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When it comes to mental health, some of us are thriving and others are spiraling all over again. Experts call it a disaster cascade.
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King County centers turn away 27% of people in mental health crises. Why?

People suffering a mental health crisis can turn to one of King County's evaluation and treatment centers, known as E&Ts, which help stabilize patients going through a psychiatric emergency. But things can be made even worse if a facility declines the patient, which happens more often than you might think.

KUOW’s Angela King talked to Seattle Times Mental Health Project reporter Esmy Jimenez about the situation.

This interview has been edited for clarity.

Angela King: Break down for us who is being referred to the centers and why?

Esmy Jimenez: You can think of these E&Ts as a crisis center for anyone in a mental health crisis. Someone could be actively suicidal or perhaps experiencing psychosis. And in some cases, the evaluation and treatment centers also provided detox services.

You discovered centers in King County declined more than a quarter of patients seeking treatment last year. According to your reporting, there are a number of reasons why that is happening. Tell us about those.

There are so many. It can be that someone has a walker, a wheelchair, an oxygen tank, or they use a CPAP machine for sleeping. All those are considered potential safety risks. Staff worry that they can be used as weapons either against them or other patients.

Pregnant women can be turned away. It's hard to safely restrain pregnant patients. And it's harder to find a placement for trans people in some facilities. Typically, patients are two or three to a room, and trans individuals are usually placed by themselves. But only 7% of people are turned away because there are no beds. At least, that's what the King County data found.

It sounds like these facilities work with a wide range of people experiencing a wide range of crises. That's what they're there for, right?

That was my question going into this as well. If not these crisis centers, whose job is it really to care for people in crisis? My reporting found it's a lottery game. People can be declined from one facility, but maybe they get into the second or the third facility they call. It’s a bit of a waiting game. It's a bit of a gamble.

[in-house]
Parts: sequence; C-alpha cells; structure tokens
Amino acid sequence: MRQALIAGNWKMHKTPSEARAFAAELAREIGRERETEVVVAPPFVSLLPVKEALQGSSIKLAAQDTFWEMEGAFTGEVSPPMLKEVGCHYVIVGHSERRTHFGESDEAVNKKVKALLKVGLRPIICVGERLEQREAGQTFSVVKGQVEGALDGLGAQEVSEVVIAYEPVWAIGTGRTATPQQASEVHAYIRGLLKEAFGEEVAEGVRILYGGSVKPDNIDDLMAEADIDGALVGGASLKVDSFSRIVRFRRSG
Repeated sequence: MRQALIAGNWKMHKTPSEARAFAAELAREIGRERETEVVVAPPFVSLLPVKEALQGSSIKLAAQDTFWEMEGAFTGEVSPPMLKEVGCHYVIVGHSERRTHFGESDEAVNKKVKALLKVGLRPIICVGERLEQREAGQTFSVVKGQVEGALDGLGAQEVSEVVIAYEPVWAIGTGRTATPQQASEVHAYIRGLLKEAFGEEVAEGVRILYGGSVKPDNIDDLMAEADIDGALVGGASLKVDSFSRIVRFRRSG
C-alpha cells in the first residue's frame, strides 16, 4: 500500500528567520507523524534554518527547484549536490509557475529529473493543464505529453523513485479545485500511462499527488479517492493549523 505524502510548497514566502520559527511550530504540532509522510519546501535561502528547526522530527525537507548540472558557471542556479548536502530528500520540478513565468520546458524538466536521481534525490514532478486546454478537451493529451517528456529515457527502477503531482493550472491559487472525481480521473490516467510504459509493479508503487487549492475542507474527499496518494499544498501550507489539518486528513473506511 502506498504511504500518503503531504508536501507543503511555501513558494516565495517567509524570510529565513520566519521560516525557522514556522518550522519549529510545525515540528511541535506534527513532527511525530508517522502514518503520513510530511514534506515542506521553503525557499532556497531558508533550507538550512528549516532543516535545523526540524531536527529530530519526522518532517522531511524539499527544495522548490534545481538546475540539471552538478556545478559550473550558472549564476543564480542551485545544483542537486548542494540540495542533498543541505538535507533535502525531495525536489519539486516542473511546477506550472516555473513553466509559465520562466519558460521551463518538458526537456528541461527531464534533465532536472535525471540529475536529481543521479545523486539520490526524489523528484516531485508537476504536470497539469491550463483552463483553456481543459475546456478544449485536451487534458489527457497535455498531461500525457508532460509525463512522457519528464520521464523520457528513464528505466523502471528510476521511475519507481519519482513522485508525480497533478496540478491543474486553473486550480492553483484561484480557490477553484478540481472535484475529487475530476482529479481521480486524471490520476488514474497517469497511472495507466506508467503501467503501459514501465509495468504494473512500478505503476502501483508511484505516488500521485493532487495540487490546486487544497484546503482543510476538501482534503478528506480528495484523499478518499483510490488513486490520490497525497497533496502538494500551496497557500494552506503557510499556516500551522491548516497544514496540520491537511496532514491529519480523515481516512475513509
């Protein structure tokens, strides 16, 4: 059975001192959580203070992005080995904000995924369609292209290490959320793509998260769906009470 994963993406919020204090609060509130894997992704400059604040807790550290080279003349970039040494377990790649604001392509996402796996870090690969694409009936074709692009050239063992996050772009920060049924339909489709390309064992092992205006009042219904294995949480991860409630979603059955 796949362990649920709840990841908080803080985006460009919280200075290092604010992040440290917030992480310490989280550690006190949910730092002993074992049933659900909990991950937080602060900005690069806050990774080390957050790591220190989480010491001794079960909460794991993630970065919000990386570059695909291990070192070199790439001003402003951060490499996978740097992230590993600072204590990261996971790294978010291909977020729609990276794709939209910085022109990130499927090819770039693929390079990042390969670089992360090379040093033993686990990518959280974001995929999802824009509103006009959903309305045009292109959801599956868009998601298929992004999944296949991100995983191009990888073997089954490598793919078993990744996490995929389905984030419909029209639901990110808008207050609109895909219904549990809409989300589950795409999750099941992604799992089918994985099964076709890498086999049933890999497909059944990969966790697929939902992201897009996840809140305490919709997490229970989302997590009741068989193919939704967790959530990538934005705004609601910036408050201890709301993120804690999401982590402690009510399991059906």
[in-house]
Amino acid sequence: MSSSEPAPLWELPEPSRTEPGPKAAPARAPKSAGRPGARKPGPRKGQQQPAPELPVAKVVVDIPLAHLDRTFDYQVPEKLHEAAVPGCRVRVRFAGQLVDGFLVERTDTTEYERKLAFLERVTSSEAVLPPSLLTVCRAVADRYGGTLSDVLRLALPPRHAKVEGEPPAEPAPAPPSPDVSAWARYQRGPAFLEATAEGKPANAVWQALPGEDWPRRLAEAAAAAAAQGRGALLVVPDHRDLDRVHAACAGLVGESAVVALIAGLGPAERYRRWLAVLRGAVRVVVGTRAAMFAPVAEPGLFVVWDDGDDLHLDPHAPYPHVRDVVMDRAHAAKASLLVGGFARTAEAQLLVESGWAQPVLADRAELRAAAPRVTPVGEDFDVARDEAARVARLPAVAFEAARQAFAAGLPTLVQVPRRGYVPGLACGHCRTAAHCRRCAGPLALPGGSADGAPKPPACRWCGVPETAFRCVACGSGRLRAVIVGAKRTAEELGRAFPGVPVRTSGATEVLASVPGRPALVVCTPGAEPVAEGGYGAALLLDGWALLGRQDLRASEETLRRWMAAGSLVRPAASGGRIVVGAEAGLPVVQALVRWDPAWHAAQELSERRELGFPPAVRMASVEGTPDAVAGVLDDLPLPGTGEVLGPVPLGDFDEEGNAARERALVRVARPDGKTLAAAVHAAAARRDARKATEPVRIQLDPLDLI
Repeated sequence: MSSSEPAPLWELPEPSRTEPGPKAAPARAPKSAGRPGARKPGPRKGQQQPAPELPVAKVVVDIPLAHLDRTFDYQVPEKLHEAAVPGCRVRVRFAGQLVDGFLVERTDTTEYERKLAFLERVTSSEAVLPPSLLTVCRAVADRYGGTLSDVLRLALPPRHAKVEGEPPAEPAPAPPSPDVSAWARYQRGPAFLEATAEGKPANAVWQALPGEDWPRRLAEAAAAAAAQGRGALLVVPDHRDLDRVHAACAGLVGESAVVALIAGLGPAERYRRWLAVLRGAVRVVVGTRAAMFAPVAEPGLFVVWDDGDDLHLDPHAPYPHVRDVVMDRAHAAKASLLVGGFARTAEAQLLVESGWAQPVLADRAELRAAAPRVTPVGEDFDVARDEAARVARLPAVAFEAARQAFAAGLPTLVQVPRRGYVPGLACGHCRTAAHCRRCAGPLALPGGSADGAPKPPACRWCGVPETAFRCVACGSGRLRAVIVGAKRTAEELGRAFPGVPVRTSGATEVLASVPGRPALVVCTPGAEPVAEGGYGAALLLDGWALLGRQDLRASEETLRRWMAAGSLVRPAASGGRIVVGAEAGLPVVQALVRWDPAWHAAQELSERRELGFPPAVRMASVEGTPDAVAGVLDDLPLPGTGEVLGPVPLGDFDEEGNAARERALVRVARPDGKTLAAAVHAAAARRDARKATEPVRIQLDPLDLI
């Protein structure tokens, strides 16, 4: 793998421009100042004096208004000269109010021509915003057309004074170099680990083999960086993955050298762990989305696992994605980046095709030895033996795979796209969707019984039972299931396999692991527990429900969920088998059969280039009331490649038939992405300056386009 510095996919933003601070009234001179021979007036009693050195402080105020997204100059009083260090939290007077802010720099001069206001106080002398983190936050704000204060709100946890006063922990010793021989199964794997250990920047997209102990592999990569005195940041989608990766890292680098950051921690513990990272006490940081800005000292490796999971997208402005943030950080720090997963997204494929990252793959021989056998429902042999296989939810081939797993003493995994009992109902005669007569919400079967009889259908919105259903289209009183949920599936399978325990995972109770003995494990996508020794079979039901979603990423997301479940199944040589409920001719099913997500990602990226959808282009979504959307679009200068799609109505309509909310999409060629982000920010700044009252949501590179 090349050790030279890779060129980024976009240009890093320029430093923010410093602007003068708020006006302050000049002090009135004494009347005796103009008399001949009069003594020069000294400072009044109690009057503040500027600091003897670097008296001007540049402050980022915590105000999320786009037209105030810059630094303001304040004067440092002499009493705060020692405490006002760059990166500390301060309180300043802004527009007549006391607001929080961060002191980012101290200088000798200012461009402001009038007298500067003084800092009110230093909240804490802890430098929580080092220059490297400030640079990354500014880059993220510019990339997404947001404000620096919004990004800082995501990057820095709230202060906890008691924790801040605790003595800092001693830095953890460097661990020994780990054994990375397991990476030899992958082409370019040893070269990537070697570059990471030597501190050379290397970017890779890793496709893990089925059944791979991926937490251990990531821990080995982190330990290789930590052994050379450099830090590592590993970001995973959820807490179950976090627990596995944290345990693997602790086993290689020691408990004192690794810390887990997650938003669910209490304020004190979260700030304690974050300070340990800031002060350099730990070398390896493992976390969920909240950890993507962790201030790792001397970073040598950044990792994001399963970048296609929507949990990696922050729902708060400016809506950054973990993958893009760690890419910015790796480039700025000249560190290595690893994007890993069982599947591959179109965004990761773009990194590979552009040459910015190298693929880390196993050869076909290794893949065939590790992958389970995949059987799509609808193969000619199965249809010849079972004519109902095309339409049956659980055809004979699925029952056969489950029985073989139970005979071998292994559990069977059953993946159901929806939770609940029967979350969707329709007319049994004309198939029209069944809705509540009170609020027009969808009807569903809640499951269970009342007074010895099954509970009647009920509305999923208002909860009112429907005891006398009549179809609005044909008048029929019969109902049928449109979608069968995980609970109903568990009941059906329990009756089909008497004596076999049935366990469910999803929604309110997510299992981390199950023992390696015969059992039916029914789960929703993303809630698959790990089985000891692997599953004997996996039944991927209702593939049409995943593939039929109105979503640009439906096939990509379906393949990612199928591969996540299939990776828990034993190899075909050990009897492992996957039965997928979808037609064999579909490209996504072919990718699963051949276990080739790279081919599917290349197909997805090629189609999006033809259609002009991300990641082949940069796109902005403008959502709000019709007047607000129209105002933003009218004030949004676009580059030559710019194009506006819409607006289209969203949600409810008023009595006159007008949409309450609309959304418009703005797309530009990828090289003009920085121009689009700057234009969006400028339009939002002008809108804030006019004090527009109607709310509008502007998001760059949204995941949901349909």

Did any stories stand out to you as an example of how the system might not be working for the people who need it most?

Yes, I think of Don Bremnor. His adult son was diagnosed with schizophrenia. He was looking for an evaluation and treatment center around 2018. His son ended up waiting over 100 days at two different hospitals to be admitted to a facility. He said, "We used to live in Hawaii before coming to Washington. How is it that an island in the middle of the Pacific Ocean can provide better care for my son than Washington state?"

Is there anything the county or state can do to alleviate the situation for people like Don Bremnor? Are there any long-term solutions?

I know at least one state senator, Emily Randall, was working on a bill that would essentially say, all evaluation and treatment centers need to take all patients regardless of what's going on. The bill did not even make it out of committee. Both medical staff and the Washington State Hospital Association came out against it. They thought it was well-intentioned but just not the right thing to force all centers to take everyone because the most vulnerable people really do need specialized care, not just any bed. For them, the issue is funding — leveraging more resources to keep staff and build more facilities.

Listen to the interview by clicking the play button above.